John Lill in excellent form for the second concert of his Beethoven piano sonata cycle

‘The second concert of John Lill’s Beethoven piano sonata cycle saw this national treasure back in the form that has earned him his reputation. After a slightly disappointing first outing, it was refreshing to hear such commitment throughout a concert, even in the smaller Piano Sonatas (nos. 3, 6 and 10); never did these earlier works feel lesser than their sprawling companion,Piano Sonata no. 21 in C major, ‘Waldstein’ (so-called after its dedicatee). Relishing Beethoven’s unheard-of piano textures and colours, and with deeply nuanced expression, this was a performance in which every note sounded fresh and totally original, as if we were hearing these works for the first time.’

 

Read my whole review at Bachtrack here

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The Appassionata opens John Lill’s Beethoven sonata cycle at Cadogan Hall, 7/10/13

‘The first of concert of John Lill’s Beethoven piano sonata cycle at Cadogan Hall saw a warhorse of the concert platform performing one of the great warhorses of the piano repertory. Alongside the concluding Op. 57 sonata – theAppassionata – we heard three lesser-known works, namely Op. 10 no. 3 in D, Op. 22 in B flat, and Op. 54 in F, presented in chronological order. Introducing Lill’s idiosyncratic programming, chosen, according to his prefatory note, to demonstrate in each concert something of the progression of Beethoven’s style, the earliest sonata came first and the Appassionata last, the latter paired with the practically unheard Op. 54 after the interval. Although a reasonable idea to ensure variety in each of a whopping eight concerts, such “big names last” programming often leads to a lack of focus in the earlier works on the programme, and the disparity in standard between first and second halves was rather disappointing, particularly from one who puts Beethoven first in his repertoire to such an extent as Lill.’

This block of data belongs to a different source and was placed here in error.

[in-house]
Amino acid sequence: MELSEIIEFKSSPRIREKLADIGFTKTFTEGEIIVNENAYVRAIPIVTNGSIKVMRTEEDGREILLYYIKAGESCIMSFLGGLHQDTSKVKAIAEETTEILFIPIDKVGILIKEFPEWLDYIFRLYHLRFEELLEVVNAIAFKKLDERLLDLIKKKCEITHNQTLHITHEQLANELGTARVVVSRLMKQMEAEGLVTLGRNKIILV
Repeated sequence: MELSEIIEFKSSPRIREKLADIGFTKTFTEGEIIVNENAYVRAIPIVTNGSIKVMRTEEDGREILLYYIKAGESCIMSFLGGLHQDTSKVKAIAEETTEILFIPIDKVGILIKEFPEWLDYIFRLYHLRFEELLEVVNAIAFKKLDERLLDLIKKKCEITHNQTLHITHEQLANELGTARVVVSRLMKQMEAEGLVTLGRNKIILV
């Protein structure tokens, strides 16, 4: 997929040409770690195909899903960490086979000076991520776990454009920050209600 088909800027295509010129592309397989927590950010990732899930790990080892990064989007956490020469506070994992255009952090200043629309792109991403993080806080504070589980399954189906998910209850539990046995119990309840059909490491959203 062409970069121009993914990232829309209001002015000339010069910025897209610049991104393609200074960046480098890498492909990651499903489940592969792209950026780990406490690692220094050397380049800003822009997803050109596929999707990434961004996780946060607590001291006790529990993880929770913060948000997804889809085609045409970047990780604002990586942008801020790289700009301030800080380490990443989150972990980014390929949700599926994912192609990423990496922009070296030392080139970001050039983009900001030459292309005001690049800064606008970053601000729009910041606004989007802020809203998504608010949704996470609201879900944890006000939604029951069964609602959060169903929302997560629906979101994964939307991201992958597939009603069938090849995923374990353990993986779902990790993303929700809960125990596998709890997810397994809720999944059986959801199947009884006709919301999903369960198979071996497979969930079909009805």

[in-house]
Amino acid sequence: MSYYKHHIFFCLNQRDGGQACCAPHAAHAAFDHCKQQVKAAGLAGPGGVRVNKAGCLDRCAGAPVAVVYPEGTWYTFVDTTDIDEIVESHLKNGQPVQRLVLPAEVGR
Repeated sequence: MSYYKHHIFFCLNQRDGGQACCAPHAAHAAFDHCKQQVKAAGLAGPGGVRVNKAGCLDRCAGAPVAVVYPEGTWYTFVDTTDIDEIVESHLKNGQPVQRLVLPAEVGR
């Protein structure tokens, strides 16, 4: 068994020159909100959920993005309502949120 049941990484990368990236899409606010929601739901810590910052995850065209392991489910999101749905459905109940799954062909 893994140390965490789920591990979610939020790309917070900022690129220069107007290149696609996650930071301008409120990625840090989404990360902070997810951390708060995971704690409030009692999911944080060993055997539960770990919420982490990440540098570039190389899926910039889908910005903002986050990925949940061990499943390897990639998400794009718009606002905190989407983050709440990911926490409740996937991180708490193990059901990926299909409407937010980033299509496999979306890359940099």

Read the whole review at Bachtrack here.